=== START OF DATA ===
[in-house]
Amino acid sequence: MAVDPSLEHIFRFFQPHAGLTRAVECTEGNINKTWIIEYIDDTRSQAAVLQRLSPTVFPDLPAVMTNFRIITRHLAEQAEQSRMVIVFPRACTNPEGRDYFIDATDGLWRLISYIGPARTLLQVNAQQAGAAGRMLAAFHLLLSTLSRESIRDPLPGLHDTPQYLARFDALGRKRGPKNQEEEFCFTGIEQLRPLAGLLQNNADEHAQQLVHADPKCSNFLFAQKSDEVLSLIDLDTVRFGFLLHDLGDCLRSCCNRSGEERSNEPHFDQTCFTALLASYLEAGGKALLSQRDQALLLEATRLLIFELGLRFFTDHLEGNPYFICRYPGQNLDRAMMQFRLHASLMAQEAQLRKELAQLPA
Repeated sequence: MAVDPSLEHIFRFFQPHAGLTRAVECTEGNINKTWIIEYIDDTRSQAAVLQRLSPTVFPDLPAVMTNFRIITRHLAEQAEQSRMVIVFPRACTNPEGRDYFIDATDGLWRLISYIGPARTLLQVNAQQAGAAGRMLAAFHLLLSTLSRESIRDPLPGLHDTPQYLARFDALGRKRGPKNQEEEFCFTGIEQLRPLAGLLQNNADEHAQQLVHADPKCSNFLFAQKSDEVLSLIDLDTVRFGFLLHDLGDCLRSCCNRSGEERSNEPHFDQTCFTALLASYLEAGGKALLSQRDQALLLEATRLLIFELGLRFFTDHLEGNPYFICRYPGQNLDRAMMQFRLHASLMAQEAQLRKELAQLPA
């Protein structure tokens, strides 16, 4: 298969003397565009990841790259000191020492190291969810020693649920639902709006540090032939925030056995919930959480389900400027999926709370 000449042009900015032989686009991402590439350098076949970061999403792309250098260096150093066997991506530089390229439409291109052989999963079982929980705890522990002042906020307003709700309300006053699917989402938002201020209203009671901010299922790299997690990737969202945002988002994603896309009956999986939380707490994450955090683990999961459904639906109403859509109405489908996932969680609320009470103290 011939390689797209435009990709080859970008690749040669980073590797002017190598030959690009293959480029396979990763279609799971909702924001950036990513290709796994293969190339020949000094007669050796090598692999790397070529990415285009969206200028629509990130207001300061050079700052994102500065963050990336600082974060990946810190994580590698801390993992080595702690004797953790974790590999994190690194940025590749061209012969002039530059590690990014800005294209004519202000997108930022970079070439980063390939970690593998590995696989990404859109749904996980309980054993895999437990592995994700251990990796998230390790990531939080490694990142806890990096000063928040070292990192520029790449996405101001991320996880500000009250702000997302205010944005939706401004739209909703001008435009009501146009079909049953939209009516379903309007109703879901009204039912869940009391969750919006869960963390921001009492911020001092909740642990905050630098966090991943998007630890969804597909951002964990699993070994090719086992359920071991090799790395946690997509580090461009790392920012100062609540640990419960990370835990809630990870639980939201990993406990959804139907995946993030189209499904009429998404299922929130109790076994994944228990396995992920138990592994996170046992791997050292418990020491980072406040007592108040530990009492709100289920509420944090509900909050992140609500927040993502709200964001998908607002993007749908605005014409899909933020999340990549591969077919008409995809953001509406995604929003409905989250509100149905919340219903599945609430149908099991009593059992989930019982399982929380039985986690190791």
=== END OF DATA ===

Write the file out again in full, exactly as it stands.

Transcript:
[in-house]
Amino acid sequence: MAVDPSLEHIFRFFQPHAGLTRAVECTEGNINKTWIIEYIDDTRSQAAVLQRLSPTVFPDLPAVMTNFRIITRHLAEQAEQSRMVIVFPRACTNPEGRDYFIDATDGLWRLISYIGPARTLLQVNAQQAGAAGRMLAAFHLLLSTLSRESIRDPLPGLHDTPQYLARFDALGRKRGPKNQEEEFCFTGIEQLRPLAGLLQNNADEHAQQLVHADPKCSNFLFAQKSDEVLSLIDLDTVRFGFLLHDLGDCLRSCCNRSGEERSNEPHFDQTCFTALLASYLEAGGKALLSQRDQALLLEATRLLIFELGLRFFTDHLEGNPYFICRYPGQNLDRAMMQFRLHASLMAQEAQLRKELAQLPA
Repeated sequence: MAVDPSLEHIFRFFQPHAGLTRAVECTEGNINKTWIIEYIDDTRSQAAVLQRLSPTVFPDLPAVMTNFRIITRHLAEQAEQSRMVIVFPRACTNPEGRDYFIDATDGLWRLISYIGPARTLLQVNAQQAGAAGRMLAAFHLLLSTLSRESIRDPLPGLHDTPQYLARFDALGRKRGPKNQEEEFCFTGIEQLRPLAGLLQNNADEHAQQLVHADPKCSNFLFAQKSDEVLSLIDLDTVRFGFLLHDLGDCLRSCCNRSGEERSNEPHFDQTCFTALLASYLEAGGKALLSQRDQALLLEATRLLIFELGLRFFTDHLEGNPYFICRYPGQNLDRAMMQFRLHASLMAQEAQLRKELAQLPA
């Protein structure tokens, strides 16, 4: 298969003397565009990841790259000191020492190291969810020693649920639902709006540090032939925030056995919930959480389900400027999926709370 000449042009900015032989686009991402590439350098076949970061999403792309250098260096150093066997991506530089390229439409291109052989999963079982929980705890522990002042906020307003709700309300006053699917989402938002201020209203009671901010299922790299997690990737969202945002988002994603896309009956999986939380707490994450955090683990999961459904639906109403859509109405489908996932969680609320009470103290 011939390689797209435009990709080859970008690749040669980073590797002017190598030959690009293959480029396979990763279609799971909702924001950036990513290709796994293969190339020949000094007669050796090598692999790397070529990415285009969206200028629509990130207001300061050079700052994102500065963050990336600082974060990946810190994580590698801390993992080595702690004797953790974790590999994190690194940025590749061209012969002039530059590690990014800005294209004519202000997108930022970079070439980063390939970690593998590995696989990404859109749904996980309980054993895999437990592995994700251990990796998230390790990531939080490694990142806890990096000063928040070292990192520029790449996405101001991320996880500000009250702000997302205010944005939706401004739209909703001008435009009501146009079909049953939209009516379903309007109703879901009204039912869940009391969750919006869960963390921001009492911020001092909740642990905050630098966090991943998007630890969804597909951002964990699993070994090719086992359920071991090799790395946690997509580090461009790392920012100062609540640990419960990370835990809630990870639980939201990993406990959804139907995946993030189209499904009429998404299922929130109790076994994944228990396995992920138990592994996170046992791997050292418990020491980072406040007592108040530990009492709100289920509420944090509900909050992140609500927040993502709200964001998908607002993007749908605005014409899909933020999340990549591969077919008409995809953001509406995604929003409905989250509100149905919340219903599945609430149908099991009593059992989930019982399982929380039985986690190791």